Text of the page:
What’s Your Number? The Enneagram and The Road Back to You


“Once you know your type you owe it to yourself and the people you love (or don’t love, for that matter) to become a kinder, more compassionate presence in the world.

May a pox fall on anyone who reads this book and walks away with no more than something ‘interesting’ to prattle on about at a dinner party.”
– Ian Morgan Cron, The Road Back to You

Some people are hard to understand. They get on our nerves. Why can’t they be like us?

Other people make us jealous. They seem to do everything better. Why can’t we be like them?

We notice differences.

  • Why am I compulsive about scheduling my day while Jeff prefers spontaneity?
  • How can my friend care nothing about the debates yet I watch them with rapt attention?
  • Why could I care less about window treatments and room decor while my sister’s house is perfectly styled?

I want to be more patient with people who are different from me, to love them like Jesus would, but it’s hard when I can’t understand them.

What’s the Solution?

One answer is to become more conscious. When we see others as unique gifts from God—each different—we can love them better.

The Enneagram is an ancient personality typing system that helps us recognize each other’s type. Knowledge is power when it leads to heart change.

While other systems like Myers-Brigg are also good in classifying, the Enneagram differs in that it doesn’t just explain how you are, but it also shows you how you can move forward.

Ian Morgan Cron and Suzanne Stabile explain the purpose of the Enneagram in their brand new book, The Road Back to You.

“The purpose of the Enneagram is to show us how we can release the paralyzing arthritic grip we’ve kept on old, self-defeating ways of living so we can open ourselves to experiencing more interior freedom and become our best selves.”


Once we understand our need for God’s grace, the more we can accept it and be transformed by it.

The Nine Types

Below are the basic nine personality types from The Road Back to You. Keep in mind: no personality type is better or worse. Each has its own strengths and weaknesses. Take a short quiz to begin identifying your type.

  • Type One: The Perfectionist
    Ethical, dedicated, and reliable, ones are motivated by a desire to live the right way, improve the world, and avoid fault or blame.
  • Type Two: The Helper
    Warm, caring, and giving, twos are motivated by a need to be loved and needed, and to avoid acknowledging their own needs.
  • Type Three: The Performer
    Success-oriented, image-conscious, and wired for productivity, threes are motivated by a need to be (or appear to be) successful and to avoid failure.
  • Type Four: The Romantic
    Creative, sensitive, and moody, fours are motivated by a need to be understood, experience their oversized feelings, and avoid being ordinary.
  • Type Five: The Investigator
    Analytical, detached, and private, fives are motivated by a need to gain knowledge, conserve energy, and avoid relying on others.
  • Type Six: The Loyalist
    Committed, practical, and witty, sixes are worst-case-scenario thinkers who are motivated by fear and the need for security.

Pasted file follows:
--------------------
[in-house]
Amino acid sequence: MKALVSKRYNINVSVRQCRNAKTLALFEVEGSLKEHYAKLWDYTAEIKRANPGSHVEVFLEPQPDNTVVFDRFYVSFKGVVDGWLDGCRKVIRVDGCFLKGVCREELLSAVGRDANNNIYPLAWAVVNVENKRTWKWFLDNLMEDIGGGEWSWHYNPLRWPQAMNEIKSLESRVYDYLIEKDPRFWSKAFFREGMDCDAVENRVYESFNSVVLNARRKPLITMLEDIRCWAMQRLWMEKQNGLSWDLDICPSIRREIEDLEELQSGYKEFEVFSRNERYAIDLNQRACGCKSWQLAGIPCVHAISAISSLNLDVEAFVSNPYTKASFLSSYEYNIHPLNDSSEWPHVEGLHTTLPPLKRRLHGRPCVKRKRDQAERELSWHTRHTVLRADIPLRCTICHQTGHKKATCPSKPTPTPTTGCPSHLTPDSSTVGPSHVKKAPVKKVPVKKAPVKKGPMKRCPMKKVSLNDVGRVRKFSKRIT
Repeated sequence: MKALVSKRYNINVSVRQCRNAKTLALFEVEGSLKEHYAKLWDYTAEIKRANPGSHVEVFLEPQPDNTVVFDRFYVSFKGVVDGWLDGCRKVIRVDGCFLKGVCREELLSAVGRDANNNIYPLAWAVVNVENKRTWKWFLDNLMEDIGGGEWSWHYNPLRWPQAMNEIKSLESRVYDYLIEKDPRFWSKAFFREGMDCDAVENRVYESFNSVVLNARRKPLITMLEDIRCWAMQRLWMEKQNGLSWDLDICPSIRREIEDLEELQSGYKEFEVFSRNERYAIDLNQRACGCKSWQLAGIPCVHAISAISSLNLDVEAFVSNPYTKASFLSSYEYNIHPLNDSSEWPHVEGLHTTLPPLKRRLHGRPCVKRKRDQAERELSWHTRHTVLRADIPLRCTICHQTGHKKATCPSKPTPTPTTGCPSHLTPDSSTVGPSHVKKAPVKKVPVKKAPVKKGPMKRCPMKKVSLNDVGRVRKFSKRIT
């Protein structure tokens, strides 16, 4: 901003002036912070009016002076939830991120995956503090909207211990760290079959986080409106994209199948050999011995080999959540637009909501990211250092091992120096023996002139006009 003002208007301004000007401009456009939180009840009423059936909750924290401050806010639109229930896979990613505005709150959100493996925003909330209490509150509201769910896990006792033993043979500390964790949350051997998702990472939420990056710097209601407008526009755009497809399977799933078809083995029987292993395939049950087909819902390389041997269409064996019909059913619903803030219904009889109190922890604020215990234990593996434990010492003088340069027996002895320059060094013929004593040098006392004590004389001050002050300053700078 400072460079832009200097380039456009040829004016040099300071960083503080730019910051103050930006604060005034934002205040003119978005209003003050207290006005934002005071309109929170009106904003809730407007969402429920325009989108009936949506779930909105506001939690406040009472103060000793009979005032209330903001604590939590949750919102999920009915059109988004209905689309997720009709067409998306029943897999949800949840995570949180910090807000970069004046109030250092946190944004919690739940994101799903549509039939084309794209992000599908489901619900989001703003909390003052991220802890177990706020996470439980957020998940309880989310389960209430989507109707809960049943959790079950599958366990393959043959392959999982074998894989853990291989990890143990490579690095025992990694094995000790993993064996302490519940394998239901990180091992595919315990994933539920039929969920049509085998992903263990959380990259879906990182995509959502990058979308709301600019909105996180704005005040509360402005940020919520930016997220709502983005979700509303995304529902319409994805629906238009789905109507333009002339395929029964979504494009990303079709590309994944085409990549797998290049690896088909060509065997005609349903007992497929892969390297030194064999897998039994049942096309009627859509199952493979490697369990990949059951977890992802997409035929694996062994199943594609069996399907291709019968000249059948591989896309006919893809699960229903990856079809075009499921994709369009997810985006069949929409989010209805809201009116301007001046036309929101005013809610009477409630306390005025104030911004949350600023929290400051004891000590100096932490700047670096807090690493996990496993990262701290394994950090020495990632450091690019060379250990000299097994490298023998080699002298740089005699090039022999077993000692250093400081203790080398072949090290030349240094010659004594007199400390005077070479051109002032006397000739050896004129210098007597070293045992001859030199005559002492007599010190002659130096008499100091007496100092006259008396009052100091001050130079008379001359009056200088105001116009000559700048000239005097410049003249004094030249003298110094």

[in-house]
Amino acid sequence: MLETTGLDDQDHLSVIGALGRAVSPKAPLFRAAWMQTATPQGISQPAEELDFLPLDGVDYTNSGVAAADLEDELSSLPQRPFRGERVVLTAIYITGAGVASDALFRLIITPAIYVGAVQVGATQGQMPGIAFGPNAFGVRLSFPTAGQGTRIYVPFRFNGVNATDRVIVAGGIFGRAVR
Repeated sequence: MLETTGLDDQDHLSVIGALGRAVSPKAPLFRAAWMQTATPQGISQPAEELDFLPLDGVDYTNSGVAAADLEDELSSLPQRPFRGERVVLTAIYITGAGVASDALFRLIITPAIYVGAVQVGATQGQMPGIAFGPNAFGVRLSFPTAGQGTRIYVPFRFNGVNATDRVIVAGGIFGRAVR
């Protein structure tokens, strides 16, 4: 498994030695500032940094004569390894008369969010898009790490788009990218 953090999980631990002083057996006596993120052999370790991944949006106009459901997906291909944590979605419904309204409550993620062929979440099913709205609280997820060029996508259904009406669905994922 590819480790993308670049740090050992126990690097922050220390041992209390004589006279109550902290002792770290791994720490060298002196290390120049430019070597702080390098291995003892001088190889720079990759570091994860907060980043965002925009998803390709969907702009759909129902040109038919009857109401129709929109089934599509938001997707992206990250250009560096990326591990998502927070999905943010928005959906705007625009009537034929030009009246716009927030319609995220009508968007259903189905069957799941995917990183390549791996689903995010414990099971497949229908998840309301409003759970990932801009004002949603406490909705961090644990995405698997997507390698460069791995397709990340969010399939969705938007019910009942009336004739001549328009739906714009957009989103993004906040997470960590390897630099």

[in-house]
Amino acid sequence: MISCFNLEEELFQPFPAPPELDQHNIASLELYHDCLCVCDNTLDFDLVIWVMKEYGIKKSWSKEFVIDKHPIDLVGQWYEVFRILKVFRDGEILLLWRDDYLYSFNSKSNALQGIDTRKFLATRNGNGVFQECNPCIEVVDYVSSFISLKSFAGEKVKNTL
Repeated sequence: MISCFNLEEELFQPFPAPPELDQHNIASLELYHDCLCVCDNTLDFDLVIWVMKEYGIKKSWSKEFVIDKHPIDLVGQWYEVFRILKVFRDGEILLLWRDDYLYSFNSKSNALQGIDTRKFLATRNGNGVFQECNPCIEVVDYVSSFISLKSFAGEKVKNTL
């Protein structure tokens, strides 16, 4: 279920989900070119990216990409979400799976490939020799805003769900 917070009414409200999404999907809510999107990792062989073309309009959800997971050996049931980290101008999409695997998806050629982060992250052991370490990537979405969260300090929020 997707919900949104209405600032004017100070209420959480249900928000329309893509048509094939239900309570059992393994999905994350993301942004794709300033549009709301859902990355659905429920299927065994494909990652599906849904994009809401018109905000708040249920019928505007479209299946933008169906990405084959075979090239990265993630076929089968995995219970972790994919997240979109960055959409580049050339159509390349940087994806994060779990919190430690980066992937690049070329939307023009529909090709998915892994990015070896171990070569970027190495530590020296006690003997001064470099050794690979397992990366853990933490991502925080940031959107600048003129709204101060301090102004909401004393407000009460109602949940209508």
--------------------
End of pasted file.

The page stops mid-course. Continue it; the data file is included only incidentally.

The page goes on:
• Type Seven: The Enthusiast
    Fun, spontaneous, and adventurous, sevens are motivated by a need to be happy, to plan stimulating experiences, and to avoid pain.
  • Type Eight: The Challenger
    Commanding, intense, and confrontational, eights are motivated by a need to be strong and avoid feeling weak or vulnerable.
  • Type Nine: The Peacemaker
    Pleasant, laid back, and accommodating, nines are motivated by a need to keep the peace, merge with others, and avoid conflict.

Rewards of Knowing

Ian Cron gives us two important take-aways from this book.

  1. More compassion for ourselves and others

“The Enneagram shows us that we can’t change the way other people see, but we can try to experience the world through their eyes and help them change what they do with what they see.”

  1. More appreciation for God who made us

“Inside each number is a hidden gift that reveals something about God’s heart. So when you are tempted to prosecute yourself for the flaws in your own character, remember that each type is at its core a signpost pointing us to travel toward and embrace an aspect of God’s character that we need.”

As we better understand ourselves and others, we more fully live out who God designed us to be. Which means, we love God more and increase our love for each other.

The Enneagram isn’t a perfect model. But if it can move us in the right direction, I’m in.

“The goal of understanding your Enneagram “number” is not to replace your personality with a new one. Not only is this not possible, it would be a bad idea. You need a personality or you won’t get asked to prom.

The purpose of the Enneagram is to develop self-knowledge and learn how to recognize and dis-identify with the parts of our personalities that limit us so we can be reunited with our truest and best selves.”

* * *

4 More Articles on the Enneagram

Which do you think is your number? Please share in the comments.

My thanks to InterVarsity Press
for the review copy of this book

20 thoughts on “What’s Your Number? The Enneagram and The Road Back to You

    1. LisaNotes Post author

      I have a lot of people in my life who are Twos with One qualities. I wonder if that’s a popular type! I think I’m a One with Two qualities. 🙂 Thanks for sharing, Bethany.

    1. LisaNotes Post author

      Cool to know. I was surprised I didn’t test higher on the 5 type because I relate to a lot of those qualities too. Maybe it’s the CoC background in us? ha. It’s such an intellectual brand of Christianity.